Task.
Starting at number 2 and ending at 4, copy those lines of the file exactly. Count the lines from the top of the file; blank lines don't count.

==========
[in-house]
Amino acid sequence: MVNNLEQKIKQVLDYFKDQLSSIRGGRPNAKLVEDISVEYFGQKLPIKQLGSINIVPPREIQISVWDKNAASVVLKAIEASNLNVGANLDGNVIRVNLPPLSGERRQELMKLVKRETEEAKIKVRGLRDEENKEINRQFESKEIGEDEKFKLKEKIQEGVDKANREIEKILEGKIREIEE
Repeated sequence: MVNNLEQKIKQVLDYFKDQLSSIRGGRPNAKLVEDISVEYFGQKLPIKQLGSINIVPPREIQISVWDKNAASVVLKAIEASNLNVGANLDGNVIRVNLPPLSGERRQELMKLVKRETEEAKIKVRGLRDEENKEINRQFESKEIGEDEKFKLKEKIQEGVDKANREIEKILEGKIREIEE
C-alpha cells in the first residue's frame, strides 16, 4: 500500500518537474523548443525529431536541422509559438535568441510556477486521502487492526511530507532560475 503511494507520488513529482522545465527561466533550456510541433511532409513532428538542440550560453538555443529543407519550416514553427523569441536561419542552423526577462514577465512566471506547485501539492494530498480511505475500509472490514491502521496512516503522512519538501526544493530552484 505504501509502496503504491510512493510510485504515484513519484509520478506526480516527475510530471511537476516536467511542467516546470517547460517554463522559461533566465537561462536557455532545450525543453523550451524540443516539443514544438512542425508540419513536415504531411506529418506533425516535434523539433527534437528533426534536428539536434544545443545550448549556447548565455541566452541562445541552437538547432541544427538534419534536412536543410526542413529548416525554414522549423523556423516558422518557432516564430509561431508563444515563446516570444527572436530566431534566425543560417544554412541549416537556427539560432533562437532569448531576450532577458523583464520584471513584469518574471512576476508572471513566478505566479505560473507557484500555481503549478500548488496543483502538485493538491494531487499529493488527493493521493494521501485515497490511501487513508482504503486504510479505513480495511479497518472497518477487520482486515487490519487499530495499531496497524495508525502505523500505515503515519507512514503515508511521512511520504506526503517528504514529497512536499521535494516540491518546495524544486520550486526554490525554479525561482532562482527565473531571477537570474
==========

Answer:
Amino acid sequence: MVNNLEQKIKQVLDYFKDQLSSIRGGRPNAKLVEDISVEYFGQKLPIKQLGSINIVPPREIQISVWDKNAASVVLKAIEASNLNVGANLDGNVIRVNLPPLSGERRQELMKLVKRETEEAKIKVRGLRDEENKEINRQFESKEIGEDEKFKLKEKIQEGVDKANREIEKILEGKIREIEE
Repeated sequence: MVNNLEQKIKQVLDYFKDQLSSIRGGRPNAKLVEDISVEYFGQKLPIKQLGSINIVPPREIQISVWDKNAASVVLKAIEASNLNVGANLDGNVIRVNLPPLSGERRQELMKLVKRETEEAKIKVRGLRDEENKEINRQFESKEIGEDEKFKLKEKIQEGVDKANREIEKILEGKIREIEE
C-alpha cells in the first residue's frame, strides 16, 4: 500500500518537474523548443525529431536541422509559438535568441510556477486521502487492526511530507532560475 503511494507520488513529482522545465527561466533550456510541433511532409513532428538542440550560453538555443529543407519550416514553427523569441536561419542552423526577462514577465512566471506547485501539492494530498480511505475500509472490514491502521496512516503522512519538501526544493530552484 505504501509502496503504491510512493510510485504515484513519484509520478506526480516527475510530471511537476516536467511542467516546470517547460517554463522559461533566465537561462536557455532545450525543453523550451524540443516539443514544438512542425508540419513536415504531411506529418506533425516535434523539433527534437528533426534536428539536434544545443545550448549556447548565455541566452541562445541552437538547432541544427538534419534536412536543410526542413529548416525554414522549423523556423516558422518557432516564430509561431508563444515563446516570444527572436530566431534566425543560417544554412541549416537556427539560432533562437532569448531576450532577458523583464520584471513584469518574471512576476508572471513566478505566479505560473507557484500555481503549478500548488496543483502538485493538491494531487499529493488527493493521493494521501485515497490511501487513508482504503486504510479505513480495511479497518472497518477487520482486515487490519487499530495499531496497524495508525502505523500505515503515519507512514503515508511521512511520504506526503517528504514529497512536499521535494516540491518546495524544486520550486526554490525554479525561482532562482527565473531571477537570474